Written by: Cheyenne Hensey
I want to share how I became so passionate about the health equity work DFR does with communities as well as my journey to becoming a DFR intern.
Full disclosure: I’m coming to you as a privileged white woman – and also as a self-proclaimed antiracist who hopes to help eradicate racist ideas from America’s system and transform it into a system of equity.
Systemic racial injustice is what fueled my passion for the overarching concept of social justice, and a vision for a socially just future society is what pushed me back into school to be educated in social work. During my initial few months of social work courses and a case management internship, I had not yet discovered how a future career conducive to social justice would manifest – School social worker? Addiction counselor? Legislator? Nothing quite felt right.
In November 2018, only a couple months after beginning the social work program at the University of Denver, I timidly attended a symposium titled Race, Racism, and Health, where the honorable Dr. David R. Williams would not only be the keynote speaker, but also change the direction of my future for good.
Dr. Williams exposed to me the interconnectedness of racist historical policies, socioeconomic status, intentional and unintentional discrimination, and health disparities between racial groups. He explained that residential segregation policies from the past have an ongoing disparate impact on peoples’ place of living, and place unequivocally determines the quality and availability of social factors – schools, job opportunity, safe and healthy housing, and so much more. Along with generational wealth differences that arise from culminating effects of institutional racism and the withholding of homeownership opportunity, the status of these social factors determines the socioeconomic status of communities and, ultimately, their health outcomes.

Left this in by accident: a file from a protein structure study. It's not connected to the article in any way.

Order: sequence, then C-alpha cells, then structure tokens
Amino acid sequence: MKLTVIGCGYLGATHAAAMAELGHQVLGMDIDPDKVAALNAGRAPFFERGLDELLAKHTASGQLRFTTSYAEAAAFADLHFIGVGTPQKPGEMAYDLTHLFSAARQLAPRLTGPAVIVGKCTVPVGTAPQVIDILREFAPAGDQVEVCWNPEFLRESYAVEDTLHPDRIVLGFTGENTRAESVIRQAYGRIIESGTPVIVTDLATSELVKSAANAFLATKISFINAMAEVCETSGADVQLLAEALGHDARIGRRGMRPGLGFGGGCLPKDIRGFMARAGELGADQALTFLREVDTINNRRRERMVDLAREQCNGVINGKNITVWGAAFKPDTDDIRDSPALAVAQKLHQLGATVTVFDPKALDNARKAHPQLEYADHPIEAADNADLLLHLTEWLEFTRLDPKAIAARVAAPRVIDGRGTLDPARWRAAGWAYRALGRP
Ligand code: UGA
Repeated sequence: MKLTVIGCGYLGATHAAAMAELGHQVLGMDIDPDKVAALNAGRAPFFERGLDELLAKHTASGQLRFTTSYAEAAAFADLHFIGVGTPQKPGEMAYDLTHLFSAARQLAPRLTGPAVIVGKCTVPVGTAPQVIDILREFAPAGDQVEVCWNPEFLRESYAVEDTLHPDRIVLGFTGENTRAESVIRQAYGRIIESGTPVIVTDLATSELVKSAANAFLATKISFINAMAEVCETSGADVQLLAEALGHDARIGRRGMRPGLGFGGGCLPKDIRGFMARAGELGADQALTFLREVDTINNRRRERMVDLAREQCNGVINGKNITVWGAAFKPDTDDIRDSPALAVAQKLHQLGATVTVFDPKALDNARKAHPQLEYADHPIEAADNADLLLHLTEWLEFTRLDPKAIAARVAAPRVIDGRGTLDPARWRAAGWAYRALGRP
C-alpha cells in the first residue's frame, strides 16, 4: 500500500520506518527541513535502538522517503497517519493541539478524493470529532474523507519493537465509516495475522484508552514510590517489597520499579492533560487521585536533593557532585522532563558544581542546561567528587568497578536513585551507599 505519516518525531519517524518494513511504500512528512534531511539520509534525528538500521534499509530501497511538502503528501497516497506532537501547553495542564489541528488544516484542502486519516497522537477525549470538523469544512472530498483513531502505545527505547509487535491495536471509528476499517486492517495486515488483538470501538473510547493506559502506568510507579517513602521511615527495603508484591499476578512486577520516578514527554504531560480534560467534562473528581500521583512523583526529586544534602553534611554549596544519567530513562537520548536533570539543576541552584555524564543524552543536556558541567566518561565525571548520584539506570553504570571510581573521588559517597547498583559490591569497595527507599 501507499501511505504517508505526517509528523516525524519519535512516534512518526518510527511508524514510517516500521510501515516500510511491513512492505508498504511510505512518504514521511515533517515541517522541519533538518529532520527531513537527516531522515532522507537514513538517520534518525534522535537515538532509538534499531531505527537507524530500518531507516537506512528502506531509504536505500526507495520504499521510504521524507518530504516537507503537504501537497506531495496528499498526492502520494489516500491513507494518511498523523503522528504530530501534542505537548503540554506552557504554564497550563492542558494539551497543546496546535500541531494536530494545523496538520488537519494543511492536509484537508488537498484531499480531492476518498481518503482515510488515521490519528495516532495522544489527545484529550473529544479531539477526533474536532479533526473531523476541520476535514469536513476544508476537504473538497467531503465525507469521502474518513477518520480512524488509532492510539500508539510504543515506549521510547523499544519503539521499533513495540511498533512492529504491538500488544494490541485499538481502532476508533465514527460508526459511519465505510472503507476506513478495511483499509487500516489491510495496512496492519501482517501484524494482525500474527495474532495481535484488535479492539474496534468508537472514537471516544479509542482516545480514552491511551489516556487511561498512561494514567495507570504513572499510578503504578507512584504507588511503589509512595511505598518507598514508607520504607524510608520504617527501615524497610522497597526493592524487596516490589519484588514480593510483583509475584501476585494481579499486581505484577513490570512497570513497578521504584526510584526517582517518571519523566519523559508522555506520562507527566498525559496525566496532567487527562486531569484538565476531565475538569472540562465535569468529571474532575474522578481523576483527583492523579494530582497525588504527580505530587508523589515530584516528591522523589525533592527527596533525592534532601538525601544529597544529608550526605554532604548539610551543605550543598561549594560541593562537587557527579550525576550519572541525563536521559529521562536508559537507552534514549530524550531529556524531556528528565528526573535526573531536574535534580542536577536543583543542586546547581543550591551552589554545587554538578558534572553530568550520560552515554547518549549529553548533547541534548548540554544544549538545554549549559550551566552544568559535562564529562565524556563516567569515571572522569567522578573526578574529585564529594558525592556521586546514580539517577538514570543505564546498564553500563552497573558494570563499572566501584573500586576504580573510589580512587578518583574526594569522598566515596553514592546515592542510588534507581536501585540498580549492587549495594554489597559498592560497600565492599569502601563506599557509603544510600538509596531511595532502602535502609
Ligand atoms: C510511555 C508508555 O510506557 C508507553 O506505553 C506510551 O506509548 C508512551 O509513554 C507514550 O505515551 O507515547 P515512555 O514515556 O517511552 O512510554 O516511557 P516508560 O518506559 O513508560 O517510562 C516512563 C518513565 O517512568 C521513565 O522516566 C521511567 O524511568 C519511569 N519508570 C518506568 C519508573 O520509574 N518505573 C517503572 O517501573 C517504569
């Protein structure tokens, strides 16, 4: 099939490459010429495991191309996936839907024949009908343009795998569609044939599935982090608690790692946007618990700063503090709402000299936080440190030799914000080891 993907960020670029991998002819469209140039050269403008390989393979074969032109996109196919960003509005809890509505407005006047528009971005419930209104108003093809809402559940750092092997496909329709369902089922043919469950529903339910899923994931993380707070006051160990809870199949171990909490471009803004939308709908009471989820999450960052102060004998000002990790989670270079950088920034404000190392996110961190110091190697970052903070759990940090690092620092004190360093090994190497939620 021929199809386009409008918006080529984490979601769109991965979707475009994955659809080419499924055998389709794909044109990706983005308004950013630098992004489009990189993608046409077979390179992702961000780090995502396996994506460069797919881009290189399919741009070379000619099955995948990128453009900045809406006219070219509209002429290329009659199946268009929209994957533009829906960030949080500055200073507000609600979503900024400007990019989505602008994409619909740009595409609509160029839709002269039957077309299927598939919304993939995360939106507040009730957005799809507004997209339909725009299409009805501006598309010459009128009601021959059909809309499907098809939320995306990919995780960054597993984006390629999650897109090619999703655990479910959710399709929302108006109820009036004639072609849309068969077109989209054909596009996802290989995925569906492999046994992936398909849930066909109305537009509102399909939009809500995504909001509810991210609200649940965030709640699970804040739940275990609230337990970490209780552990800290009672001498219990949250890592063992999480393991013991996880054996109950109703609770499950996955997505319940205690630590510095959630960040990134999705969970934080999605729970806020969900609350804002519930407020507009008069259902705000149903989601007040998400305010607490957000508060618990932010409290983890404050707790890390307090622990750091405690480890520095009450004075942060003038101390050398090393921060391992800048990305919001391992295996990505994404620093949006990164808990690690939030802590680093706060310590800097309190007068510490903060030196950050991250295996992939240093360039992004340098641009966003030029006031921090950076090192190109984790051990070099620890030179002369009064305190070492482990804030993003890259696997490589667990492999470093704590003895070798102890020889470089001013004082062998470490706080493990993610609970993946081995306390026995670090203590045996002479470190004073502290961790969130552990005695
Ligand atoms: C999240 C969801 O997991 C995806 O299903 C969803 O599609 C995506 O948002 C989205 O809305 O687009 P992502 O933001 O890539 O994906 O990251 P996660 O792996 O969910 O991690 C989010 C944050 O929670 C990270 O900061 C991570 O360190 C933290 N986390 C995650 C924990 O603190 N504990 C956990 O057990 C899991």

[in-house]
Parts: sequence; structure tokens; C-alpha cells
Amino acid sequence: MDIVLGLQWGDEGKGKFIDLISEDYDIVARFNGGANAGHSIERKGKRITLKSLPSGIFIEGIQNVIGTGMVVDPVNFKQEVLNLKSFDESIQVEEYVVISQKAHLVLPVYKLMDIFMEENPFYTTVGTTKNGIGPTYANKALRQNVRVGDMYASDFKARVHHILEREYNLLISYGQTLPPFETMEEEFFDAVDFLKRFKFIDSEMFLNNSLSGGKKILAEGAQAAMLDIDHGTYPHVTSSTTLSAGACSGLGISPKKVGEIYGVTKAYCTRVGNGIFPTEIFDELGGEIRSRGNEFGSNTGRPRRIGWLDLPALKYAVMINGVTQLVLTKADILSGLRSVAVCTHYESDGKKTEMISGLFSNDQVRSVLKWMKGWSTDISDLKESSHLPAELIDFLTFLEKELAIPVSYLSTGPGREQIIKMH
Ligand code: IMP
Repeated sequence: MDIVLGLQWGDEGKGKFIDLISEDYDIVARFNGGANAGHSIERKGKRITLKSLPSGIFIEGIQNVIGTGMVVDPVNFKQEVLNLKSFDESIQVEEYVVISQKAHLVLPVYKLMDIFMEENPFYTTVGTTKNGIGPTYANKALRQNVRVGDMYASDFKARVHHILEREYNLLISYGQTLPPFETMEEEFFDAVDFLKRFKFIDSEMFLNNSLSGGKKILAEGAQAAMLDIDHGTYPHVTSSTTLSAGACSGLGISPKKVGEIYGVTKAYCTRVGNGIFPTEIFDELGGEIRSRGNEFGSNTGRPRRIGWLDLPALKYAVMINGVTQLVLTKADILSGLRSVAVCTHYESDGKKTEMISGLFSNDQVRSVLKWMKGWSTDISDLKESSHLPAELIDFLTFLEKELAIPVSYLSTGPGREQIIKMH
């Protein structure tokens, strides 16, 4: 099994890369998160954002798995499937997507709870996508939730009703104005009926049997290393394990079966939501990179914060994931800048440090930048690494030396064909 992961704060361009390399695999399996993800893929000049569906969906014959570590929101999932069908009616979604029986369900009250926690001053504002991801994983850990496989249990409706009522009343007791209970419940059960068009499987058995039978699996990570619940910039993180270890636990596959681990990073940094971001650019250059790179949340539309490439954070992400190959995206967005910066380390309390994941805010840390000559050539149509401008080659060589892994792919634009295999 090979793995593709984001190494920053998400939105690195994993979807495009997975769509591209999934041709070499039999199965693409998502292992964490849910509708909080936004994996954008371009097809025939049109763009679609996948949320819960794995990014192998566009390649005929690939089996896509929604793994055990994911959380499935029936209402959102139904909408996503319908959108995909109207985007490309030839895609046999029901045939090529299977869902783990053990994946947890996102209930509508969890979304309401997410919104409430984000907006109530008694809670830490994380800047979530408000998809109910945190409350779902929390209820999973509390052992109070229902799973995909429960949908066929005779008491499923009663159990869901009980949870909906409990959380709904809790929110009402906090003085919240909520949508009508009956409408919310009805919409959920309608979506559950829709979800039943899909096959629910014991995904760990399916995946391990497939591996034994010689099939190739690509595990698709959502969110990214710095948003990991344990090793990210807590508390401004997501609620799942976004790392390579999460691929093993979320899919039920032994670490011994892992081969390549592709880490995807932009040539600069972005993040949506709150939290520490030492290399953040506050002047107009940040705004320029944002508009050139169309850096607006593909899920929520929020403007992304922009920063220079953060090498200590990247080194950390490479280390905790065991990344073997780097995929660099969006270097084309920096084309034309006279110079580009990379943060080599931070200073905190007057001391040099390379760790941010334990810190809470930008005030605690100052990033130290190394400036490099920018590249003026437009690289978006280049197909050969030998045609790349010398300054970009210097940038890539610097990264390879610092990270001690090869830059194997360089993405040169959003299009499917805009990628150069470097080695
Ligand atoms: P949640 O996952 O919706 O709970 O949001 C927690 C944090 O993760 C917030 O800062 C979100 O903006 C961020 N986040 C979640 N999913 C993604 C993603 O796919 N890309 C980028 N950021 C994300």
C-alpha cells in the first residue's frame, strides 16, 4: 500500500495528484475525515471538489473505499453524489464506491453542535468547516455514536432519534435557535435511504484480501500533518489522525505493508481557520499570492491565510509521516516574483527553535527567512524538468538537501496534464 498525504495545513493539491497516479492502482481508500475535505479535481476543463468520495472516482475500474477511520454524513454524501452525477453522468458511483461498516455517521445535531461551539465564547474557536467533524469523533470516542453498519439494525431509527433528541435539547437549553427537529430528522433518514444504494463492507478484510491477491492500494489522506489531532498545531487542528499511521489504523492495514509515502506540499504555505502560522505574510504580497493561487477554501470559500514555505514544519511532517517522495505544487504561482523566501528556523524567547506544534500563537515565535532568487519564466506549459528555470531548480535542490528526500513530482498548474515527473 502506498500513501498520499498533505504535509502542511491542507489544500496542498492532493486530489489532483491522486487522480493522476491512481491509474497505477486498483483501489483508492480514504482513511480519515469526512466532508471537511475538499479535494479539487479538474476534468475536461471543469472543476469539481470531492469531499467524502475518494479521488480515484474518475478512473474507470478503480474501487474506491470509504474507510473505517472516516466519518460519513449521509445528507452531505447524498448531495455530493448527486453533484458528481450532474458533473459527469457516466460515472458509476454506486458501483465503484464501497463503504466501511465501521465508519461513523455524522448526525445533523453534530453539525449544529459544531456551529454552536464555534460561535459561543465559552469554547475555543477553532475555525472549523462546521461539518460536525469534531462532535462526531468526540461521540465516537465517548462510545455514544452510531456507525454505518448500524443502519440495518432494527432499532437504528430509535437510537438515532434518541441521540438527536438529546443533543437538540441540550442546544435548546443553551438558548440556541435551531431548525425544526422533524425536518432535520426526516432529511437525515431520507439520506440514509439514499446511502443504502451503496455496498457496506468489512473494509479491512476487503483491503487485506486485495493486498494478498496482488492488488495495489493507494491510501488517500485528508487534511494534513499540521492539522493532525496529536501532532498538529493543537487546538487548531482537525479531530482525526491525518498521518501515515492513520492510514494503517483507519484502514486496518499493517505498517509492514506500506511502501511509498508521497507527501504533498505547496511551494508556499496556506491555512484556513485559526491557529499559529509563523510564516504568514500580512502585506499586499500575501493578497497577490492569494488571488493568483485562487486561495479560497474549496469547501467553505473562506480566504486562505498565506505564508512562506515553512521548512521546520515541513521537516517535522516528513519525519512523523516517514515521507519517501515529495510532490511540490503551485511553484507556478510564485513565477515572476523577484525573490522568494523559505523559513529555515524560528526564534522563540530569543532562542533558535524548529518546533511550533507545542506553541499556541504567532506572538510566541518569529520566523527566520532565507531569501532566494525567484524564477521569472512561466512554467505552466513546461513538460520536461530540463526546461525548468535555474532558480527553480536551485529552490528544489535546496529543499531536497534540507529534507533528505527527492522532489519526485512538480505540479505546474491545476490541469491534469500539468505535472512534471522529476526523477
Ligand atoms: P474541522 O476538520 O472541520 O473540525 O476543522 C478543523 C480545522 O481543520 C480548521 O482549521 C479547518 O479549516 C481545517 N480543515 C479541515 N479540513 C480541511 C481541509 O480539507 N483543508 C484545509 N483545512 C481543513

In addition to exposing accurate history that has perpetually resulted in racial and ethnic disparities in lived experiences and health, it is imperative to discuss the health impacts of perceived discrimination on the human body. Dr. Williams explained that socioeconomic status aside, People of Color disproportionately experience discrimination, whether intentionally or unintentionally inflicted, on a regular basis. Perceived discrimination equates to stress. When the body endures this level of stress on the daily, adverse health concerns and outcomes are the result – such as, Black and Brown babies having lower birth weight, People of Color having higher levels of visceral fat, and more.
Dr. Williams also spoke to the racism that exists within the healthcare system itself. Negative racial stereotypes so deeply embedded in our society also infiltrate how medical care is provided. One of Dr. Williams’ studies on racism and healthcare found that of patients who had a broken arm, 55% of Latinos and 55% of Blacks did not receive pain medication, while only 26% of Whites were not given pain medication. He explained that stereotype-linked biases are automatic and unconscious – it happens in one-third the time it takes to blink. There is no room for implicit biases in a space “committed” to providing care to produce health and wellbeing for The People.
The gross mistreatment of Black people has been systemic for over 400 years and while steps towards “equality” have been made, they have been too superficial to break down and intervene the barriers that perpetuate these injustices. So intricately woven into America’s system, the construct of racism will only be uprooted by radical and fearless action towards equity. So, what do we do? At the symposium, Dr. Williams outlined seven multi-systemic actions to address racial health disparities.
- Reduce implicit bias
- Provide high-quality, comprehensive healthcare for all
- Foster healthcare that addresses the social context
- Encourage resilience at the policy level